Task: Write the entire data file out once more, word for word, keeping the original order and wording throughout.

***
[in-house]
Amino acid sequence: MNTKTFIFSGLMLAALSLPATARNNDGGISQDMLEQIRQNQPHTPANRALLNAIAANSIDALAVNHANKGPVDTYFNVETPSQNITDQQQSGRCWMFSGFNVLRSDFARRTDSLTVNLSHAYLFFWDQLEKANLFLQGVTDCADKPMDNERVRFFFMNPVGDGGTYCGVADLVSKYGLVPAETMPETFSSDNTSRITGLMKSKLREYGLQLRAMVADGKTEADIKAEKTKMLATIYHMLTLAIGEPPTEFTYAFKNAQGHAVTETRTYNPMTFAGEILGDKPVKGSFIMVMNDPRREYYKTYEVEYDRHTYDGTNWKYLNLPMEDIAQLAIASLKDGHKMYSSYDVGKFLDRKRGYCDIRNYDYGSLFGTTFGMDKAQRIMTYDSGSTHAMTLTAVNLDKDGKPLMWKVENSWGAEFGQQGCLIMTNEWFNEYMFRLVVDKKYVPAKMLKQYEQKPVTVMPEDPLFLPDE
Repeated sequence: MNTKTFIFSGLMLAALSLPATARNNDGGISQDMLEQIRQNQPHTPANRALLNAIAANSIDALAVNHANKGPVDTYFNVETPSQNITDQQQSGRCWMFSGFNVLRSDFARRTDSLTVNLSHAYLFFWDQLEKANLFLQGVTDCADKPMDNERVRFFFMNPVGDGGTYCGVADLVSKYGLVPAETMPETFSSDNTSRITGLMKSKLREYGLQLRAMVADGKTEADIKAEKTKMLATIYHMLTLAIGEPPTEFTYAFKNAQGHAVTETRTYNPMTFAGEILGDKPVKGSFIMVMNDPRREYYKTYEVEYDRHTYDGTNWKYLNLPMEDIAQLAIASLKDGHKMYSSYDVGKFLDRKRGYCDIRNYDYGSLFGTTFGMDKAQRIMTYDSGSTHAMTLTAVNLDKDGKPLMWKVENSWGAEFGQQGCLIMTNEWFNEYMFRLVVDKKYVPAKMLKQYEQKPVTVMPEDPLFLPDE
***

[in-house]
Amino acid sequence: MNTKTFIFSGLMLAALSLPATARNNDGGISQDMLEQIRQNQPHTPANRALLNAIAANSIDALAVNHANKGPVDTYFNVETPSQNITDQQQSGRCWMFSGFNVLRSDFARRTDSLTVNLSHAYLFFWDQLEKANLFLQGVTDCADKPMDNERVRFFFMNPVGDGGTYCGVADLVSKYGLVPAETMPETFSSDNTSRITGLMKSKLREYGLQLRAMVADGKTEADIKAEKTKMLATIYHMLTLAIGEPPTEFTYAFKNAQGHAVTETRTYNPMTFAGEILGDKPVKGSFIMVMNDPRREYYKTYEVEYDRHTYDGTNWKYLNLPMEDIAQLAIASLKDGHKMYSSYDVGKFLDRKRGYCDIRNYDYGSLFGTTFGMDKAQRIMTYDSGSTHAMTLTAVNLDKDGKPLMWKVENSWGAEFGQQGCLIMTNEWFNEYMFRLVVDKKYVPAKMLKQYEQKPVTVMPEDPLFLPDE
Repeated sequence: MNTKTFIFSGLMLAALSLPATARNNDGGISQDMLEQIRQNQPHTPANRALLNAIAANSIDALAVNHANKGPVDTYFNVETPSQNITDQQQSGRCWMFSGFNVLRSDFARRTDSLTVNLSHAYLFFWDQLEKANLFLQGVTDCADKPMDNERVRFFFMNPVGDGGTYCGVADLVSKYGLVPAETMPETFSSDNTSRITGLMKSKLREYGLQLRAMVADGKTEADIKAEKTKMLATIYHMLTLAIGEPPTEFTYAFKNAQGHAVTETRTYNPMTFAGEILGDKPVKGSFIMVMNDPRREYYKTYEVEYDRHTYDGTNWKYLNLPMEDIAQLAIASLKDGHKMYSSYDVGKFLDRKRGYCDIRNYDYGSLFGTTFGMDKAQRIMTYDSGSTHAMTLTAVNLDKDGKPLMWKVENSWGAEFGQQGCLIMTNEWFNEYMFRLVVDKKYVPAKMLKQYEQKPVTVMPEDPLFLPDE